I am concerned I am not explaining this well…. 🙁

                    A good example is when you go to the Islands (Fiji, Raro, Samoa etc) They want to share their culture with you. They want you to experience it. They want you to feel that you are part of it. I spent 10 days in Fiji and have said ‘Bula’ more times to more people than I have said Kia ora to living in New Zealand my entire life. That is very sad. But in Fiji They wanted me to be a part of it. I don’t get that feeling here with Maori Culture. The message from Maori is This is our culture you are not Maori. You have no business here. This needs to be changed, but the change needs to come from Maori.
                    Do this and you will have Pakeha wanting to look after Maori as their New Zealand brothers and sisters. Not as a group of New Zealand wanting priviledges over everyone else, as unfortunatelyfar too many kiwis now see things as.

        • Tracey

          Agreed. It would be like saying everyone who works is represented by labour, and that is patently not true.

          There is too much imposing of stereotypes and assumptions on people, both Maori and Pakeha, by both Maori and Pakeha. If the MP believe that aligning itself with National is the better path for those it serves, obviously it should walk that path. BUT people are allowed to hold the view that advancement of Maori may be better achieved through other political avenues.

          As an aside Can I just say that Maori TV has been a boon. I believe they do some of the best political analysis of issues of interest to its viewers than most journalists in NZ. I find myself enjoying their offerings more and more. There are many who said having such a channel was akin to apartheid. What tosh, but better still, just watch the channel from time to time and see what tosh it was to suggest this.

    • Tracey 4.4

      Good on you for being so passionate about who you vote for. I am interested in the specific ways National has broken new ground for Maori in NZ?

  5. Hilary 5

    Just as a point of history, Tariana got into parliament because of the Labour Party. Remember the flack Labour got when they put Tariana high on the list in the 1996 election (when Maryan Street was president)? In the 1999 election she had an even higher list placing.

    • Adele 5.1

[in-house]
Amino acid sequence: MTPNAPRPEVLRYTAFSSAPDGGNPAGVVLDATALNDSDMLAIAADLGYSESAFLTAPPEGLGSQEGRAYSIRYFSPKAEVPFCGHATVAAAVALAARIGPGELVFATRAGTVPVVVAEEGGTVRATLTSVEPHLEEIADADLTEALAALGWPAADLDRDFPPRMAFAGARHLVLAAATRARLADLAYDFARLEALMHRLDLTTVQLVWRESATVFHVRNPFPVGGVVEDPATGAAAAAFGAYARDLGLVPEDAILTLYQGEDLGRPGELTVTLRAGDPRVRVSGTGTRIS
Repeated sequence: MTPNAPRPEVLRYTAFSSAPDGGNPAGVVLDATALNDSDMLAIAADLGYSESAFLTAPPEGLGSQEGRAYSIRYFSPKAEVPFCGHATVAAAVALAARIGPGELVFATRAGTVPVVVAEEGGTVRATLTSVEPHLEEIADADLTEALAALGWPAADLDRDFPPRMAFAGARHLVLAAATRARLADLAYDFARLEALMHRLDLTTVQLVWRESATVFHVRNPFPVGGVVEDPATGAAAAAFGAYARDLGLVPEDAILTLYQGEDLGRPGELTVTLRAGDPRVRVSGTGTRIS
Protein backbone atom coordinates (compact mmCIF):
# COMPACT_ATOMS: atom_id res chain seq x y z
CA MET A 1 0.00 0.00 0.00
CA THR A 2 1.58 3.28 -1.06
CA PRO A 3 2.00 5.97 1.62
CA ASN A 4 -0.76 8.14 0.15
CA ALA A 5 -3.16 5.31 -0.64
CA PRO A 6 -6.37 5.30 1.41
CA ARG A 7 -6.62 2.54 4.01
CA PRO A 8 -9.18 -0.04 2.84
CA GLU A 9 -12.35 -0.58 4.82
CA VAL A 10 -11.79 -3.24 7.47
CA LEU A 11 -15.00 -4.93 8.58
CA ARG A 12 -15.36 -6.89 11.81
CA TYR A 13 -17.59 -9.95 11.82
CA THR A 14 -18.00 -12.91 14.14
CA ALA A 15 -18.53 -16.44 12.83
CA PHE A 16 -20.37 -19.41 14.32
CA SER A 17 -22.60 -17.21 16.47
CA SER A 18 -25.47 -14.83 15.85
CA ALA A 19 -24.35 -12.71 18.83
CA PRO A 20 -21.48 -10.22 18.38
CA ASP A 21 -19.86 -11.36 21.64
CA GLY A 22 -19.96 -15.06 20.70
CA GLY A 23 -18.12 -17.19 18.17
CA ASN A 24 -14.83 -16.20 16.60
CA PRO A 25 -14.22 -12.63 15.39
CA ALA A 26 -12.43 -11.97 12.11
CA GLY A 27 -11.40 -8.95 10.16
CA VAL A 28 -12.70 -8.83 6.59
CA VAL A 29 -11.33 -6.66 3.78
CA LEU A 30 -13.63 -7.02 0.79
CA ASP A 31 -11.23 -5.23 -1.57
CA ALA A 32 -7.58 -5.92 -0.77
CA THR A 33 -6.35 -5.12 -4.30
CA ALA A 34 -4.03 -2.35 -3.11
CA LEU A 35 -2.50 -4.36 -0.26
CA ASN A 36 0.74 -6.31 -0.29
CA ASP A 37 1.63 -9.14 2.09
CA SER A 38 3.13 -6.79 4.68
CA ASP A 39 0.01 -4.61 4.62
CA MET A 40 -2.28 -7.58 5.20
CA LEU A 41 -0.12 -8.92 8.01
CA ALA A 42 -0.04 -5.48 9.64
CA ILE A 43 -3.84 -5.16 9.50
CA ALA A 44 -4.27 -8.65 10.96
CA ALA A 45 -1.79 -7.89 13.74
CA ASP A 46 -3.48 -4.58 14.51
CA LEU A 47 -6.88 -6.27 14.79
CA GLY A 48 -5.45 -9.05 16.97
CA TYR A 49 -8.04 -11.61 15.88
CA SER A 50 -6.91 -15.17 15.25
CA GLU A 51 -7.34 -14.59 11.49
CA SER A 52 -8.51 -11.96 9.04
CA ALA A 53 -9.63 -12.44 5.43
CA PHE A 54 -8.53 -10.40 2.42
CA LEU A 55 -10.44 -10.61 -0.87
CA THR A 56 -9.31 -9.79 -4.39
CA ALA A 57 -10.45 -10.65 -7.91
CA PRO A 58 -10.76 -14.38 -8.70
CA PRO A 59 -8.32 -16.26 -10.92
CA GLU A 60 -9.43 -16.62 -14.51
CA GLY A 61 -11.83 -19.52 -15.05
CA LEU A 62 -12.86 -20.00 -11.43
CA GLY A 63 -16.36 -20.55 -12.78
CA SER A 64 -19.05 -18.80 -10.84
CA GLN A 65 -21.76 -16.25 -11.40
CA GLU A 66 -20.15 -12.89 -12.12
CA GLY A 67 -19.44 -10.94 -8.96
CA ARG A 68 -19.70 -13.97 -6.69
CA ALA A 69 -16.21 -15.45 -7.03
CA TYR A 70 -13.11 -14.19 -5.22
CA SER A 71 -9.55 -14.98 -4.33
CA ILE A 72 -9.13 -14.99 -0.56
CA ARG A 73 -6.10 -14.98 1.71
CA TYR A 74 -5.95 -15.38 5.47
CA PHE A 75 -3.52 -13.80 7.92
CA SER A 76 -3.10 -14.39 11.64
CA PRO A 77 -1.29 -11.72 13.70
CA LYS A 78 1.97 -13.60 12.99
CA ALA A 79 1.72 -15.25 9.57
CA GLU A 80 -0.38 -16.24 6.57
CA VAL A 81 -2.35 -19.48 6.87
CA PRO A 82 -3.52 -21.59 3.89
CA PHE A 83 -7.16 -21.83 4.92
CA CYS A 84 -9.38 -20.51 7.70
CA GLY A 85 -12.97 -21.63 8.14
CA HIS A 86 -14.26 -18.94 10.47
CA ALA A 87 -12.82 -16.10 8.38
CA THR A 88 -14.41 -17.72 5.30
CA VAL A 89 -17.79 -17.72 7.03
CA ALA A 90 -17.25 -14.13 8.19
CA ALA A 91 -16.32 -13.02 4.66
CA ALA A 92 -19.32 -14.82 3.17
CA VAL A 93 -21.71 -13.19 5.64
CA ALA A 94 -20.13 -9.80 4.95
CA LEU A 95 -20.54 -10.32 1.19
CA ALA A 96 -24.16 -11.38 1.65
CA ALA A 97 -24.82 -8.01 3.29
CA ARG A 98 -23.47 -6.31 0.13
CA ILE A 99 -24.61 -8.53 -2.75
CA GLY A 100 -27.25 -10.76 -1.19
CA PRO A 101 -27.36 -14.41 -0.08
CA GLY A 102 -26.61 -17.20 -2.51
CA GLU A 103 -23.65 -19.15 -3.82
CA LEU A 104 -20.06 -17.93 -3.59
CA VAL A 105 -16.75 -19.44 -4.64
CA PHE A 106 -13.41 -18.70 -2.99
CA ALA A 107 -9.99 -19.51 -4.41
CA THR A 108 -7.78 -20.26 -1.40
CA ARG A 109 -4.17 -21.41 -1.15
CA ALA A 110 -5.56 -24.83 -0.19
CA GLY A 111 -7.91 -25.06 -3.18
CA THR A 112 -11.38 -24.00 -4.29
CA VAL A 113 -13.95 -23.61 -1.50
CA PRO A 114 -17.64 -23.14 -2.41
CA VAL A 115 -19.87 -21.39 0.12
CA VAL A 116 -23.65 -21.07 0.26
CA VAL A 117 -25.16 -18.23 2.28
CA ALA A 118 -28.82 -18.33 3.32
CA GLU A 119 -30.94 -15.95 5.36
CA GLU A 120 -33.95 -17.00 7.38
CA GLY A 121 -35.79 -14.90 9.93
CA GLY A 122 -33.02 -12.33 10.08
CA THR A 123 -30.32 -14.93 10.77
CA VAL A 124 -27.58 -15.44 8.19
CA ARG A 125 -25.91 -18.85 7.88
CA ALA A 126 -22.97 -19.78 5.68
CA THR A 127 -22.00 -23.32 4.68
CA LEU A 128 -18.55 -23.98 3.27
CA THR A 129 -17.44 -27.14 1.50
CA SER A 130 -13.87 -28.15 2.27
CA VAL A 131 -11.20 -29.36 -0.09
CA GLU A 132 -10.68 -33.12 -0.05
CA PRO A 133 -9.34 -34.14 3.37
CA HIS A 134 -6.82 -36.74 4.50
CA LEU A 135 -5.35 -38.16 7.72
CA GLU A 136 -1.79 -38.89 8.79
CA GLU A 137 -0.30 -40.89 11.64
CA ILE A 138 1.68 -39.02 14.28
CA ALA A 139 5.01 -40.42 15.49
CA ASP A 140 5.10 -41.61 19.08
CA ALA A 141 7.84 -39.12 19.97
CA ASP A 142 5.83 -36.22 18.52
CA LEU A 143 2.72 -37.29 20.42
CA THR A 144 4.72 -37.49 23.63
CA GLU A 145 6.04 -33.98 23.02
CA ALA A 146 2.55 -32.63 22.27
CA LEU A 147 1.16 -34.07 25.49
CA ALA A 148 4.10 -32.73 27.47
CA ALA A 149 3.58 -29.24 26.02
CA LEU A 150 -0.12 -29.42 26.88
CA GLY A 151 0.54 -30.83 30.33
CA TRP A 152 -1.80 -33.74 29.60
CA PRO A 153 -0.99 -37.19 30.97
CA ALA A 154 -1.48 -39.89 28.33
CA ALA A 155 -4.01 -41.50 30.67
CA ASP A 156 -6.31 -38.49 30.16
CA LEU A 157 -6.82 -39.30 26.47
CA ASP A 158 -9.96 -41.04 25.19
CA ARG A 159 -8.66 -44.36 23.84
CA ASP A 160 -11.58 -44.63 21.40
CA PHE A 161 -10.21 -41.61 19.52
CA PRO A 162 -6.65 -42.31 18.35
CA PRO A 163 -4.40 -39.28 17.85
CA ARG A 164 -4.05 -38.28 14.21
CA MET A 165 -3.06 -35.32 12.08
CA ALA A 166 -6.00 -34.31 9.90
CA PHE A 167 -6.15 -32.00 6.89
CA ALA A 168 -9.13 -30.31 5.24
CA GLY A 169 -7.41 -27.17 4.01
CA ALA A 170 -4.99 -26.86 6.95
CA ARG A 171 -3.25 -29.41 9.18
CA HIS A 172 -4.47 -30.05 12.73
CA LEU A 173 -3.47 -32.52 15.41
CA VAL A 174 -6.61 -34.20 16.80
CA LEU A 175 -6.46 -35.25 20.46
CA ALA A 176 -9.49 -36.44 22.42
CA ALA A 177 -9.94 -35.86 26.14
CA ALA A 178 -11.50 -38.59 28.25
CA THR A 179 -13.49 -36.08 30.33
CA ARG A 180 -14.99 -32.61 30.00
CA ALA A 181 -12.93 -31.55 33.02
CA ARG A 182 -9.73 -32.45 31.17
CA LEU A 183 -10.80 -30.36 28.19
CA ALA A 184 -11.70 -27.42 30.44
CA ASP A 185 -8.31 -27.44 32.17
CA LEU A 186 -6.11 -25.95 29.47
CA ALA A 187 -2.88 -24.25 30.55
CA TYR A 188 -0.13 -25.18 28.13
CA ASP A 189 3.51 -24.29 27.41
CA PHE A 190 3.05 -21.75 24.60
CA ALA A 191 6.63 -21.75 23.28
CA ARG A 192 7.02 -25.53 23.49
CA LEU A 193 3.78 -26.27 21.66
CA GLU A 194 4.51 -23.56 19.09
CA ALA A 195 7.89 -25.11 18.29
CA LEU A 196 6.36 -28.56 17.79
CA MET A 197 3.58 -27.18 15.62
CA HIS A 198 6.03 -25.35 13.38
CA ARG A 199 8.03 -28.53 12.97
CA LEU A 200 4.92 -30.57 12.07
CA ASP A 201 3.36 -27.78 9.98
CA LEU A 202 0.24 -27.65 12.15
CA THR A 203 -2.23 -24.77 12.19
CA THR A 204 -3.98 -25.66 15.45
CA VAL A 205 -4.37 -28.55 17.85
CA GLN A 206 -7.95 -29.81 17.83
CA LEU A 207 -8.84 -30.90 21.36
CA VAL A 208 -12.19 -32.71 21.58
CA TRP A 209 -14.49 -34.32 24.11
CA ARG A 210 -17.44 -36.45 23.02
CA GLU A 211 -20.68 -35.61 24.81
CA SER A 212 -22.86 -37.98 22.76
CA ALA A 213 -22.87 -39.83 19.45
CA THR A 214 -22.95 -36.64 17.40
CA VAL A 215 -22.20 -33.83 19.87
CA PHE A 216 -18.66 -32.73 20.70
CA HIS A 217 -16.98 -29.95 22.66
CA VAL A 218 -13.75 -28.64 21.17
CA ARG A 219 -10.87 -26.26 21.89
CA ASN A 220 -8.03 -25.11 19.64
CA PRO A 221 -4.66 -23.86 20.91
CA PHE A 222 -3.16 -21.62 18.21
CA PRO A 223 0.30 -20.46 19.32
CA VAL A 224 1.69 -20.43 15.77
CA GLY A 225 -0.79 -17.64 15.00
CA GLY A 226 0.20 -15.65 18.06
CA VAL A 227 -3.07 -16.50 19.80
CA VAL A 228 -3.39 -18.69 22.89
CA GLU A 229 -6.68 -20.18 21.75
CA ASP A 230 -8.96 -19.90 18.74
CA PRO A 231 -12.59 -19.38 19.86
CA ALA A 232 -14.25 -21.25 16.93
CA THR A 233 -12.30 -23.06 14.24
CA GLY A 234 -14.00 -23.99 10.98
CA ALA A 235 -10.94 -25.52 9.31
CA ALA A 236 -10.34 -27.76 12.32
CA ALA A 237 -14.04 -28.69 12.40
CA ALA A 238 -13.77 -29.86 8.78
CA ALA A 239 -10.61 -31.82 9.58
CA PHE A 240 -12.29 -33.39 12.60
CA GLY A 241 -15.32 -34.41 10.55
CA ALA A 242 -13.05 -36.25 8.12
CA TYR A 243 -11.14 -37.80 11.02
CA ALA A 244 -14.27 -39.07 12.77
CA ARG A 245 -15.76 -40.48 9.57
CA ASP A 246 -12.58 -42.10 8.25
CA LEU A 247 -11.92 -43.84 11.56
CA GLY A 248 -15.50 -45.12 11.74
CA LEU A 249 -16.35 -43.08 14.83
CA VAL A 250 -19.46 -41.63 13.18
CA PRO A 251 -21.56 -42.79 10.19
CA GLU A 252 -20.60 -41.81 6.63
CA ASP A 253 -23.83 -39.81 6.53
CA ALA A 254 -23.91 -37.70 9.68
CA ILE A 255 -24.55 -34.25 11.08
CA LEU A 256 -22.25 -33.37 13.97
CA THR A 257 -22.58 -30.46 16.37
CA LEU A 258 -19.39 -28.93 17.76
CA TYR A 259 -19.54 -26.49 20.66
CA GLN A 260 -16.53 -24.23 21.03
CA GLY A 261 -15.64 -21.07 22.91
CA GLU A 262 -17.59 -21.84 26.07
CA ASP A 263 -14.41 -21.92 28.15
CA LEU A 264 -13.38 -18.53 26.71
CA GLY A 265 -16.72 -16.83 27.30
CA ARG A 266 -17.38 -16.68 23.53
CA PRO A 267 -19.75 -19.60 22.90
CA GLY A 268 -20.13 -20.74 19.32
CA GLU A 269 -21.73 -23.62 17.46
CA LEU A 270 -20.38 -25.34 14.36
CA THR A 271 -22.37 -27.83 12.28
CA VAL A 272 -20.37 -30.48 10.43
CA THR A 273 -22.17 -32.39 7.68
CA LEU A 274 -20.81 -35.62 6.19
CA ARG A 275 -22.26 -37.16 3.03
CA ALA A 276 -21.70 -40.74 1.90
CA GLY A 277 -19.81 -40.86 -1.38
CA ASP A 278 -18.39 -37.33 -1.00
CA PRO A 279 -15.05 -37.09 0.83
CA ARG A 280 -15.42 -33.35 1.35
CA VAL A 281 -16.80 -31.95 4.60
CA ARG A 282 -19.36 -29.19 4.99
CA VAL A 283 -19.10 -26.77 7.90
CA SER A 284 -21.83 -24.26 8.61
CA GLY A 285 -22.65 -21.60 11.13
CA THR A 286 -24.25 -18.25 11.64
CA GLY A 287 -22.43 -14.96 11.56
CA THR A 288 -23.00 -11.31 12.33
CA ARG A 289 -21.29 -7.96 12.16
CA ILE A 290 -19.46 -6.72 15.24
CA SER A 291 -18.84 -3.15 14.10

So you are saying that Tariana was a token Māori placed high on the list to appease white liberal guilt?

      • Tracey 5.1.1

        Isn’t it also “proof” of the respect Labour held for her as a wahine? I recall with shivers the “respect” shown for Ms Te Heu Heu by National, I think Mr Brownlee became Shadow Minister of Maori Affairs under their structure.

      • prism 5.1.2

        Do I detect a persistent skew in your comments against anyone white?

        • Tracey

          prism – that would be a very odd assumption given her support of the MP’s support of the National Party

          • Adele


            Thank you.

            Prism, no, not at all. I will ask you this in return. How do you know that your views of my views are not skewed by your position as part of the dominant culture?

            • prism

              Thanks for your kind help with my thinking.. Now I don’t know whether I’m being skewed or screwed.

          • prism

            It’s hard to make assumptions about some people’s thinking. What is behind the thinking is sometimes obscure, and intractable.

  6. Hilary 6

    No, I am saying that those compiling the Labour list especially in 1996 (including president Maryan Street and Leader Helen Clark) believed in her and wanted her in parliament and that was at considerable risk to some of the ‘traditional’ Labour vote and media backlash. (Read the papers of the time, if you don’t believe me.) They were mates. So I can’t understand why Tariana still harbours such bitterness towards them, when she seems to get on so well with the Nats.

    • Anne 6.1

      So I can’t understand why Tariana still harbours such bitterness towards them, when she seems to get on so well with the Nats.

      Well, it’s a sad thing to say Hilary, but I have to wonder if it was fundamentally due to the Labour prime minister being a woman. And what’s more, she was a prime minister who had a reputation for not putting up with… toys being thrown out of cots etc.

      • Anne 6.1.1

        I have just recalled an incident that occurred after Tariana Turia’s final meeting with Helen Clark over the F& S legislation. It took place at Vogel House. The media pack were hanging around outside the main gate and Tariana didn’t want them to see her so Helen suggested she crouch down in the back of the limousine. Some alert cameraman suspected she was in the car as it drove through the gate so he ran up close and filmed her crouched down.